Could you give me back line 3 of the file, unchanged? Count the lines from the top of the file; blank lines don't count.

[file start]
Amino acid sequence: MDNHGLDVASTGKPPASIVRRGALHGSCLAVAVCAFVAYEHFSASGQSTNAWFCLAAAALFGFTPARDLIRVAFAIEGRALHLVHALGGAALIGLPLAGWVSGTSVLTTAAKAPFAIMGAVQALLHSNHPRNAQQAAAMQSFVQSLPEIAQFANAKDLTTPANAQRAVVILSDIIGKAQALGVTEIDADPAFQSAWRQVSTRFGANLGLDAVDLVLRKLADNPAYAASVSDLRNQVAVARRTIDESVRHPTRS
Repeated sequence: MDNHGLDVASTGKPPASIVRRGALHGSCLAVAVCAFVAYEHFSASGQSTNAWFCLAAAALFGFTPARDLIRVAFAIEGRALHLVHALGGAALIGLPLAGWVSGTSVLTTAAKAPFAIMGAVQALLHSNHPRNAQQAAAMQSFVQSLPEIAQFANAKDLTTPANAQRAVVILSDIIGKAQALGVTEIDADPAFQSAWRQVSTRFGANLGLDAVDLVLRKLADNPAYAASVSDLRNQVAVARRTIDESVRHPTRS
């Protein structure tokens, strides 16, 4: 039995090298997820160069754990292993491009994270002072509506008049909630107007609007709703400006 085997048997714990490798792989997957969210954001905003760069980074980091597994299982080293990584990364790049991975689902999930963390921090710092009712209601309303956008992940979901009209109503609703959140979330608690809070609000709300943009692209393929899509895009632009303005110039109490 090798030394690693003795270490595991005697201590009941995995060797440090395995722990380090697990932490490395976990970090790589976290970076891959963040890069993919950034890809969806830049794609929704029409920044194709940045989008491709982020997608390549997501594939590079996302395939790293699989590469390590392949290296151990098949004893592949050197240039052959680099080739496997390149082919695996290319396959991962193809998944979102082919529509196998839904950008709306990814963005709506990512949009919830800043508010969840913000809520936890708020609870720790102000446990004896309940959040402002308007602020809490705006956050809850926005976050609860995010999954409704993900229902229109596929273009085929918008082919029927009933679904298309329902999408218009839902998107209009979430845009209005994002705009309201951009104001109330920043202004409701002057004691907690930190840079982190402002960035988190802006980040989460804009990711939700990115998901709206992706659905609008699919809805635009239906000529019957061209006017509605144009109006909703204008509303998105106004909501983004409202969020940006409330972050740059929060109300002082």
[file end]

């Protein structure tokens, strides 16, 4: 039995090298997820160069754990292993491009994270002072509506008049909630107007609007709703400006 085997048997714990490798792989997957969210954001905003760069980074980091597994299982080293990584990364790049991975689902999930963390921090710092009712209601309303956008992940979901009209109503609703959140979330608690809070609000709300943009692209393929899509895009632009303005110039109490 090798030394690693003795270490595991005697201590009941995995060797440090395995722990380090697990932490490395976990970090790589976290970076891959963040890069993919950034890809969806830049794609929704029409920044194709940045989008491709982020997608390549997501594939590079996302395939790293699989590469390590392949290296151990098949004893592949050197240039052959680099080739496997390149082919695996290319396959991962193809998944979102082919529509196998839904950008709306990814963005709506990512949009919830800043508010969840913000809520936890708020609870720790102000446990004896309940959040402002308007602020809490705006956050809850926005976050609860995010999954409704993900229902229109596929273009085929918008082919029927009933679904298309329902999408218009839902998107209009979430845009209005994002705009309201951009104001109330920043202004409701002057004691907690930190840079982190402002960035988190802006980040989460804009990711939700990115998901709206992706659905609008699919809805635009239906000529019957061209006017509605144009109006909703204008509303998105106004909501983004409202969020940006409330972050740059929060109300002082």